In this book Holger Hoock outlines the material and psychological investment of culture in the process of British identity-formation from the mid 18th to the mid 19th century. Studying the context of national consciousness Hoock draws on forms of aesthetics, war, literature and biography.
Introduction: trauma, modernity, and the First World War
The competition between religion and recreation in the Victorian period was pointed out by Brian Harrison as long ago as 1967, and at one level this book by Dominic Erdozain, Lecturer in the History of Christianity at King’s College, London, is an exploration of how the churches came to terms with their powerful rival.
Modern British nursing, based on formal training and skilled work, emerged within a tradition of religious sisterhoods (both Protestant and Catholic) and military reforms from the mid 18th century.
In his new study of Anne Boleyn, George Bernard at no point defines the ‘fatal attractions’ to which his title refers. There is not even an assurance that no rabbits were harmed in the making of the book. Perhaps the title is deliberately polysemous, for we might think of at least six fatal, or metaphorically fatal, attractions exercised by the queen.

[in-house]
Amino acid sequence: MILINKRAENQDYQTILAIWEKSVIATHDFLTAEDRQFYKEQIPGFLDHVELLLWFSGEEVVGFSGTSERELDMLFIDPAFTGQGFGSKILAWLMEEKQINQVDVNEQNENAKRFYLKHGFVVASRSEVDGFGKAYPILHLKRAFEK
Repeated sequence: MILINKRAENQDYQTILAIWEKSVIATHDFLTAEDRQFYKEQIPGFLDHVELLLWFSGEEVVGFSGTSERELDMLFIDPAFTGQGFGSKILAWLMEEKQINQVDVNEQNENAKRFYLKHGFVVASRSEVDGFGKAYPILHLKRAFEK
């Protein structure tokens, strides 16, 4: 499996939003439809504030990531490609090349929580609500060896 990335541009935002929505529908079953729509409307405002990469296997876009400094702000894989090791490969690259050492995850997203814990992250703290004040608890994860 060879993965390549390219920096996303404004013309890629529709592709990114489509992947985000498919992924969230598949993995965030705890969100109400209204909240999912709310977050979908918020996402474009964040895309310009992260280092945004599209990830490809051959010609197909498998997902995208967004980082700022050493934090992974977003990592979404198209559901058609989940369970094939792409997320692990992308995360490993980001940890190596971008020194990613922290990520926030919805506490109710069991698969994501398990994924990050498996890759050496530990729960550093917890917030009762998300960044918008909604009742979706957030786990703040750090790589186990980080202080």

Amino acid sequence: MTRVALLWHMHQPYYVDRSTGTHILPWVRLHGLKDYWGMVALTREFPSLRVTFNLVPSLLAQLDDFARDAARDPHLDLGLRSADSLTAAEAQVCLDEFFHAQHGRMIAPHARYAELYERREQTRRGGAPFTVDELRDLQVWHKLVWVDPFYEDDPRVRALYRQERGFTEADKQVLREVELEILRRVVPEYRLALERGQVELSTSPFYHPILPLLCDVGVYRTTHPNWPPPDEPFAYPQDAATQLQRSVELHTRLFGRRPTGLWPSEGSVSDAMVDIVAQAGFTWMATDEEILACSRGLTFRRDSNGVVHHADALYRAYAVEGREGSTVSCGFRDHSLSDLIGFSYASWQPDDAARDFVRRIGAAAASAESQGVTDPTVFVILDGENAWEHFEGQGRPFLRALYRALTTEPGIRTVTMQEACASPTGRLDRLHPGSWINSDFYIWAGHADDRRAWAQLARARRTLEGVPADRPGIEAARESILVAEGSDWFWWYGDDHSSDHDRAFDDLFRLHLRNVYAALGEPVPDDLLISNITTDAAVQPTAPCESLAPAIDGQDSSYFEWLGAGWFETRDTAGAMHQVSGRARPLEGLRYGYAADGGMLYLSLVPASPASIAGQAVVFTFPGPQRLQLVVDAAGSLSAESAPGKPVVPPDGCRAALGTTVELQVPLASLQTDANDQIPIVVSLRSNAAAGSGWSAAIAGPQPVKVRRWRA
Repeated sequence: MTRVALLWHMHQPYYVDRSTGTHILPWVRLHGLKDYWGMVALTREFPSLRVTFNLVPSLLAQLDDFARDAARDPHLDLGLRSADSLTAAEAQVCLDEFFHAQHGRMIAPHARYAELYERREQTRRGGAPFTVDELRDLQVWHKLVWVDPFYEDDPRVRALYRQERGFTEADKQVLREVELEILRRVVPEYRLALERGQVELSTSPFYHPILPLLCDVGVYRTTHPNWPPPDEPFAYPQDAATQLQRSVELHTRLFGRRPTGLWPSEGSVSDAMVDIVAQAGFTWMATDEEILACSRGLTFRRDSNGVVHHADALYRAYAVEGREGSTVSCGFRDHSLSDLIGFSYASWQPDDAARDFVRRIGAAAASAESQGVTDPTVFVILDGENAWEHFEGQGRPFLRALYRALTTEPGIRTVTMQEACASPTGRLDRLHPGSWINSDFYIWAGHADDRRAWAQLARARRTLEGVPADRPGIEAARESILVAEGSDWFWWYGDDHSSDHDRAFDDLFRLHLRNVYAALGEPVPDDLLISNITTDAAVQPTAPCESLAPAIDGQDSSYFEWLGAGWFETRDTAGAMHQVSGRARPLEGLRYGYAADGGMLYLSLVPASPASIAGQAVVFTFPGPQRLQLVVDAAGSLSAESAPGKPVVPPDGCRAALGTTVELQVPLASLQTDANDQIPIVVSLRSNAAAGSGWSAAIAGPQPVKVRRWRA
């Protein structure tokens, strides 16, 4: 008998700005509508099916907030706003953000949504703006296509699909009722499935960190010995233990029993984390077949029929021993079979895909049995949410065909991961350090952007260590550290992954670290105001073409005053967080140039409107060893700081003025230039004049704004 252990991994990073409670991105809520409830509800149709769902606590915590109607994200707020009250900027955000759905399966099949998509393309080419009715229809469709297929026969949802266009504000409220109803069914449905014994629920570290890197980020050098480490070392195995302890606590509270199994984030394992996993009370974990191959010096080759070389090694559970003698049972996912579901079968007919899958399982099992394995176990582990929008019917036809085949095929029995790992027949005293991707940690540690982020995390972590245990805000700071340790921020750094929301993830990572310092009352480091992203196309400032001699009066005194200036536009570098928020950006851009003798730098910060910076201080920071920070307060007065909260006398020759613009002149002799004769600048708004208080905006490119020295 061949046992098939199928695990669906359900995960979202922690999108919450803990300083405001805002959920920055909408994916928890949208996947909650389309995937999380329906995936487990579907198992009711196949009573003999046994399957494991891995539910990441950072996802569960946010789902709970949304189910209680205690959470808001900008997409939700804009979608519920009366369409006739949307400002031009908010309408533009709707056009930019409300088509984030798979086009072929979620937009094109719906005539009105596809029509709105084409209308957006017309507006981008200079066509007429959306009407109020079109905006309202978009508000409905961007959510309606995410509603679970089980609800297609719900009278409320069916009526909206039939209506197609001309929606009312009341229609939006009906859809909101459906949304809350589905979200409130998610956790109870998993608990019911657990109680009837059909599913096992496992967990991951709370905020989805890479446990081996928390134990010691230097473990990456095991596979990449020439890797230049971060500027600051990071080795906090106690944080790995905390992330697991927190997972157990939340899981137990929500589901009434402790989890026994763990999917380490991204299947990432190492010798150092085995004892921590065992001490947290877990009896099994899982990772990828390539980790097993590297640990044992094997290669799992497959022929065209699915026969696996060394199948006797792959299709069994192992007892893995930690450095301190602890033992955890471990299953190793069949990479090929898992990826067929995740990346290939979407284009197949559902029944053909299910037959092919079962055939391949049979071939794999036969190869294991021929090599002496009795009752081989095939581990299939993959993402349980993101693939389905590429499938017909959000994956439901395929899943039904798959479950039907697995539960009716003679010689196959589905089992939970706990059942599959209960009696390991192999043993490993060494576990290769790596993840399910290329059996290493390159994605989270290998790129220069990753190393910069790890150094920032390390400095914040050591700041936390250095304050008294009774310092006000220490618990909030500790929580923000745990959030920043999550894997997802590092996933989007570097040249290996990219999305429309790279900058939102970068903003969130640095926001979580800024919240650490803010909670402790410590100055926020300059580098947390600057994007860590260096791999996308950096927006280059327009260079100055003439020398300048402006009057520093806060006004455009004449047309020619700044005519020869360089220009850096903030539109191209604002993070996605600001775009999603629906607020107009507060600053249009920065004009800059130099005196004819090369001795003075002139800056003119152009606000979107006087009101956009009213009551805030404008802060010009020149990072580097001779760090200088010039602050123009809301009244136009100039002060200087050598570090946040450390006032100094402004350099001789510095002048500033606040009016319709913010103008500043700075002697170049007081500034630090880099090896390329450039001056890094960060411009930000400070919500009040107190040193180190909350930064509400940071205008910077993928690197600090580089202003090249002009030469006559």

In this book, Frank Mort, who holds a Chair in Cultural Histories at the University of Manchester, continues the work begun in Cultures of Consumption: Commerce, Masculinities and Social Space in Late Twentieth-Century Britain and in Dangerous Sexualities: Medico-Moral Politics in England since 1830.(1) This volume presents a cultural history of Londo
The formation of Mass Observation (1), conceived as a programme for the scientific study of human social behaviour in Britain or, in other words, as an ‘anthropology of ourselves’, was publicly announced in a letter printed in the New Statesman of 30 January 1937 and signed by Tom Harrisson (1911–76), Humphrey Jennings (1907–50) and Charles Madge (1912–96).
The ‘shock city’ of the 18th century , London was always interesting to onlookers, but between 1763 and 1776 it was particularly interesting. It was the capital city of one of the most successful Great Powers, one that had just emerged the winner in the war with France.
Wounds, Flesh, and Metaphor in Seventeenth-Century England is a wide-ranging study that examines the metaphor of woundedness within and across political, legal, religious and literary texts.
In recent years Ashgate Publishing has become one of the most dominant forces in the field of early modern studies, and the recent appearance of the impressive volume edited by Michael Hunter of Birkbeck College entitled Printed Images in Early Modern Britain: Essays in Interpretation (2010) is a case in point.